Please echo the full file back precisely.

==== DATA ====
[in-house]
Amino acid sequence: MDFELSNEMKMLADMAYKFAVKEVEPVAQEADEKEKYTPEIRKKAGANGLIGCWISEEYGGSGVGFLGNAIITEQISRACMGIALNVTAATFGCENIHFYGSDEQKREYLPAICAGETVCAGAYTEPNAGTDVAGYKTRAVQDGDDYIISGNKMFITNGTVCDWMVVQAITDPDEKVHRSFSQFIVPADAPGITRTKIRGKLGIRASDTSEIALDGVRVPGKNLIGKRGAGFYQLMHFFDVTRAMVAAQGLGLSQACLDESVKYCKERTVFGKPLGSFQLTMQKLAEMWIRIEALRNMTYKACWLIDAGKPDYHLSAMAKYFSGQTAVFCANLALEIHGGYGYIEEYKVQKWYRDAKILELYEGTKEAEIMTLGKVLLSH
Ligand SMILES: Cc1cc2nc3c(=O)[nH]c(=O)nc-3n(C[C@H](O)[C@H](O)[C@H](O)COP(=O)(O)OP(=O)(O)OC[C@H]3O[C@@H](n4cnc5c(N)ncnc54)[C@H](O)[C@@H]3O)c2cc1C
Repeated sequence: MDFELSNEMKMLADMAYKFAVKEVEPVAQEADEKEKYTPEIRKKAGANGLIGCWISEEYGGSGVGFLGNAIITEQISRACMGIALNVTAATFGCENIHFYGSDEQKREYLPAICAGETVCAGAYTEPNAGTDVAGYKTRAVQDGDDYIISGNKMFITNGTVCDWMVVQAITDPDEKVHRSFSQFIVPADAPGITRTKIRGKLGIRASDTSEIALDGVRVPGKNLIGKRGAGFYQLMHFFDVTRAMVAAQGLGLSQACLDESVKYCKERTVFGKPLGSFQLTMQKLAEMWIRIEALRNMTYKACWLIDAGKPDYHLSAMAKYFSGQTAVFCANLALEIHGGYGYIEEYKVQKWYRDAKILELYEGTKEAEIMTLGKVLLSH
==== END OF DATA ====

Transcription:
[in-house]
Amino acid sequence: MDFELSNEMKMLADMAYKFAVKEVEPVAQEADEKEKYTPEIRKKAGANGLIGCWISEEYGGSGVGFLGNAIITEQISRACMGIALNVTAATFGCENIHFYGSDEQKREYLPAICAGETVCAGAYTEPNAGTDVAGYKTRAVQDGDDYIISGNKMFITNGTVCDWMVVQAITDPDEKVHRSFSQFIVPADAPGITRTKIRGKLGIRASDTSEIALDGVRVPGKNLIGKRGAGFYQLMHFFDVTRAMVAAQGLGLSQACLDESVKYCKERTVFGKPLGSFQLTMQKLAEMWIRIEALRNMTYKACWLIDAGKPDYHLSAMAKYFSGQTAVFCANLALEIHGGYGYIEEYKVQKWYRDAKILELYEGTKEAEIMTLGKVLLSH
Ligand SMILES: Cc1cc2nc3c(=O)[nH]c(=O)nc-3n(C[C@H](O)[C@H](O)[C@H](O)COP(=O)(O)OP(=O)(O)OC[C@H]3O[C@@H](n4cnc5c(N)ncnc54)[C@H](O)[C@@H]3O)c2cc1C
Repeated sequence: MDFELSNEMKMLADMAYKFAVKEVEPVAQEADEKEKYTPEIRKKAGANGLIGCWISEEYGGSGVGFLGNAIITEQISRACMGIALNVTAATFGCENIHFYGSDEQKREYLPAICAGETVCAGAYTEPNAGTDVAGYKTRAVQDGDDYIISGNKMFITNGTVCDWMVVQAITDPDEKVHRSFSQFIVPADAPGITRTKIRGKLGIRASDTSEIALDGVRVPGKNLIGKRGAGFYQLMHFFDVTRAMVAAQGLGLSQACLDESVKYCKERTVFGKPLGSFQLTMQKLAEMWIRIEALRNMTYKACWLIDAGKPDYHLSAMAKYFSGQTAVFCANLALEIHGGYGYIEEYKVQKWYRDAKILELYEGTKEAEIMTLGKVLLSH